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Marcus by Goldman Sachs CD Rates for September 2023

Marcus offers competitive CD rates and has other interest-earning savings options worth considering, too.

Marcus by Goldman Sachs is an online-only bank offering a wide range of terms on certificates of deposit, with competitive savings rates on par with CNET’s weekly CD averages. While Marcus offers the most term options for its high-yield CDs, it also provides no-penalty and rate bump CDs.

We like that Marcus will automatically boost your CD rate if the bank’s rates rise within 10 days of when you open your CD -- a feature only a few banks, like Ally, also offer. Marcus also has a six-year CD term, while most banks only offer terms as high as five years. But unlike many online banks, you’ll need a minimum of $500 to open a CD. If you’re looking to invest less than this, consider Marcus’s high-yield savings account or a CD without a minimum deposit requirement from another bank.

Here’s a breakdown of Marcus’ CD offerings and how they stack up to the competition. 

Marcus CDs: At a glance

CD typeMinimum depositTermEarly withdrawal penalty
High-yield$5006-month to 6-year90 to 270 days of interest, depending on the term (the longer the term, the longer the withdrawal penalty)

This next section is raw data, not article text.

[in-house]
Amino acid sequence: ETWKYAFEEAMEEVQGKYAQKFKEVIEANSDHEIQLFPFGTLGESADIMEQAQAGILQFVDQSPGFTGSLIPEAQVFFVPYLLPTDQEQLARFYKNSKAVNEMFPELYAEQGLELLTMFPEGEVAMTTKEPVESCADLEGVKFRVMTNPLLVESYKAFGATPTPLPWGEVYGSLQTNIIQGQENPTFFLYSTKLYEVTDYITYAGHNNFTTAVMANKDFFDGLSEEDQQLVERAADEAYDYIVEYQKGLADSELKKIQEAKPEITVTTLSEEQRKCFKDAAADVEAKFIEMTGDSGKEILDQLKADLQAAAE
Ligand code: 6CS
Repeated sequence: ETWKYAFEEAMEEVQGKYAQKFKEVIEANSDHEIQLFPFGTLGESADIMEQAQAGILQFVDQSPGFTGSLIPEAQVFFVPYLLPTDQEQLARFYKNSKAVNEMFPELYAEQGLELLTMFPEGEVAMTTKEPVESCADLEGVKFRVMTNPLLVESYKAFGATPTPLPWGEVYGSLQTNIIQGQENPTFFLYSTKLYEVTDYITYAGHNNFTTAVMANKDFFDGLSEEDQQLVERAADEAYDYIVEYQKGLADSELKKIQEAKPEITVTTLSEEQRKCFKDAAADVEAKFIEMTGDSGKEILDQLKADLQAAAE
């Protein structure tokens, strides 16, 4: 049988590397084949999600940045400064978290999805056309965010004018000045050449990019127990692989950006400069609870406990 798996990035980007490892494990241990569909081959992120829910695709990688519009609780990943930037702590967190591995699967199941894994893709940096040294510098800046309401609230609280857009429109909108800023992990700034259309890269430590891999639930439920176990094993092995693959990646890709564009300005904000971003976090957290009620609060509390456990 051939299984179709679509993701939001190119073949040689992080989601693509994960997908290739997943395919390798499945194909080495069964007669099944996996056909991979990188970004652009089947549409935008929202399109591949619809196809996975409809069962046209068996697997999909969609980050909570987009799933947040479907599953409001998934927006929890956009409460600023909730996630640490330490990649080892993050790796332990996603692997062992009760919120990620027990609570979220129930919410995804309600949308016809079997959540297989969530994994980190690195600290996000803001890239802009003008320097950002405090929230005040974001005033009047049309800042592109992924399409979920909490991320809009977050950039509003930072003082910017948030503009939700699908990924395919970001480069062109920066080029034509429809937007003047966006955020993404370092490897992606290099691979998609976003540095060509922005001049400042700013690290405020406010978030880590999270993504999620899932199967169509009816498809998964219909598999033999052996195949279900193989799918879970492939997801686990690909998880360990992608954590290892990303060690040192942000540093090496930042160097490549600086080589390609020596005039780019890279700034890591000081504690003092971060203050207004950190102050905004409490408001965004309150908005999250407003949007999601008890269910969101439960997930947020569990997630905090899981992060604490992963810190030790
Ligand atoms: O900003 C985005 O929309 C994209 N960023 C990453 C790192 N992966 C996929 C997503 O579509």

No-penalty$5007- to 13-month None
Rate-bump$50020-month180 days of interest 

Marcus CD rates

Currently, the 18-month CD at Marcus offers the bank’s highest rate: 4.85% annual percentage yield. This bank offers a unique CD term -- a six-year CD -- but its 3.70% APY rate isn’t particularly impressive when high-yield savings accounts, treasury bills and money market accounts are offering higher without losing liquidity over a longer time.

Its seven- and 11-month no-penalty CDs -- a type of CD that lets you withdraw your money before the term ends, fee-free -- have low rates. But its 13-month no-penalty option yields a solid 4.35% APY. Lastly, its rate-bump CD -- which lets you bump up your rate one time over the lifetime of your CD -- earns a respectable 4.35% for a 20-month term.

We like that all Marcus CD interest compounds daily, which helps your savings grow a bit faster. Daily compounded interest is higher than interest compounded monthly or quarterly like other CDs due to the more frequent compounding.

Marcus by Goldman Sachs is a member of the Federal Deposit Insurance Corporation, which means that funds deposited in CD accounts are insured up to the maximum allowed by law. This equates to $250,000 for all your individually owned accounts combined and $250,000 per owner for jointly owned accounts.

Marcus high-yield CDs

TermAPYMinimum deposit
Rates as of Aug. 28, 2023.

Marcus no-penalty CDs

TermAPYMinimum deposit
Rates as of Aug. 28, 2023.

Marcus rate-bump CD

TermAPYMinimum deposit
Rates as of Aug. 28, 2023.

How much can you earn with a Marcus CD?

Here’s how much your savings could grow if you invest $1,000 in a Marcus CD. 

CD termAPYTotal interest earned
High-yield, 6-month4.85%$23.96
High-yield, 9-month4.90%$36.53
High-yield, 12-month5.00%$50.00
High-yield, 18-month4.90%$74.34
High-yield, 2-year4.40%$89.94
High-yield, 3-year4.30%$134.63
High-yield, 4-year4.00%$169.86
High-yield, 5-year3.80%$205.00
High-yield, 6-year3.70%$243.58
No-penalty, 7-month0.45%$2.62